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By Mike Taggart, CFA | 02-15-2012 03:00 PM

Nuveen: Muni Credit Risk Is Overblown

Improving local-government finances and lower default rates than corporates have made high-yield municipal bonds an attractive option for investors eyeing tax-free income, says Nuveen's John Miller.

Mike Taggart: Hi, I'm Mike Taggart, director of U.S. closed-end fund research at Morningstar. With me today is John Miller, co-head of fixed income at Nuveen Asset Management. John, thanks for joining me.

John Miller: Thank you for having me.

Taggart: Many investors like municipal bonds because they like the tax-free income that comes from investing in municipal bonds. What areas of the municipal market have been doing well lately?

Miller: Well, there has been a tremendous snapback from the pressures of a year ago when municipal bonds were of great concern due to fiscal stresses. The strongest segments of the market have really been shorter- to intermediate-term bonds and bonds with credit ratings in the A, A+ category into AAs and AAAs. So the highest-quality bonds and short- to intermediate-term bonds have been the strongest, most liquid, and most in-demand.

Taggart: And a lot of those are trading at premium right now, so investors are paying above par value for those.

Miller: Correct. A lot of large segments of the municipal market have 5% coupons, and 5% coupon bonds in the intermediate part of the yield curve can oftentimes only yield between, say, 1% and 2% in total yield. So that drives the bond price to a high premium.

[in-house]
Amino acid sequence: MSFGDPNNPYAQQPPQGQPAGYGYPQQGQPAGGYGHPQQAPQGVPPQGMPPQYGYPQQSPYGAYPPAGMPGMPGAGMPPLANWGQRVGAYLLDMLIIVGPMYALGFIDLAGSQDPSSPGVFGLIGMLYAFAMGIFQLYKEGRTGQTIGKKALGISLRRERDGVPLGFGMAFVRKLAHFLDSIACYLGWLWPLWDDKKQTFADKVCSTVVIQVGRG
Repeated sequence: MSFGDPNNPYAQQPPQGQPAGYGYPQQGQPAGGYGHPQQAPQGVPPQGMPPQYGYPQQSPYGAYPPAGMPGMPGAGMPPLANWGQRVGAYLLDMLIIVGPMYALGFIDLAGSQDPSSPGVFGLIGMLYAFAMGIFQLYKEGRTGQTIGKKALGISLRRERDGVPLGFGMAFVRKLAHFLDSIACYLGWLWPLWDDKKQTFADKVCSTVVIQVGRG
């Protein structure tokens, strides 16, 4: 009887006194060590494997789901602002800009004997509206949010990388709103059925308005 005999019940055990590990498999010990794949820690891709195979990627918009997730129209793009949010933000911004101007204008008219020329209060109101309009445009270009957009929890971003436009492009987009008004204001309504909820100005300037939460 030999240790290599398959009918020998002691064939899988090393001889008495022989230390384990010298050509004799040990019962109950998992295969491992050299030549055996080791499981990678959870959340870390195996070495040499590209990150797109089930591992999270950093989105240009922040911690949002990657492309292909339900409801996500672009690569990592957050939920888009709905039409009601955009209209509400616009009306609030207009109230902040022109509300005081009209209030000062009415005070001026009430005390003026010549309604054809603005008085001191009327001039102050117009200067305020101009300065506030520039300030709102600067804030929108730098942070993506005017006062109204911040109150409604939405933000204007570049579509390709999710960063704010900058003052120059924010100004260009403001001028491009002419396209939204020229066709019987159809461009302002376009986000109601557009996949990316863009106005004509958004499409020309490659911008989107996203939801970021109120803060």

Taggart: So really for that sector, that segment of bonds that's done really well lately, right now it's not offering a lot of income. But it seems to be offering a lot of, maybe, stability, or how would you characterize that?

Miller: Demand is strong, and that keeps the bonds very liquid. They have not been particularly volatile. They do offer higher yields than U.S. Treasuries, for example, and obviously, they are tax-free. So, it's mostly preservation of capital with some tax-free income even though that level of tax-free income has been driven down to, say, 1%-2% for that type of muni bond.

Taggart: Well, right now given that, for income-oriented investors who don't want to pay taxes on their income, are there any sectors right now that look good?

Miller: Yes. There are couple of segments in the municipal-bond market that have also started to improve but have lagged the broader market a little bit and still offer yields depending on the specifics in the 5.75% to 6.75%, and in some cases, 7% range. Specifically, those would be high-yield municipal bonds, BBB, non-rated, below-investment-grade-rated municipal bonds.

Taggart: So, a lot of credit risk?

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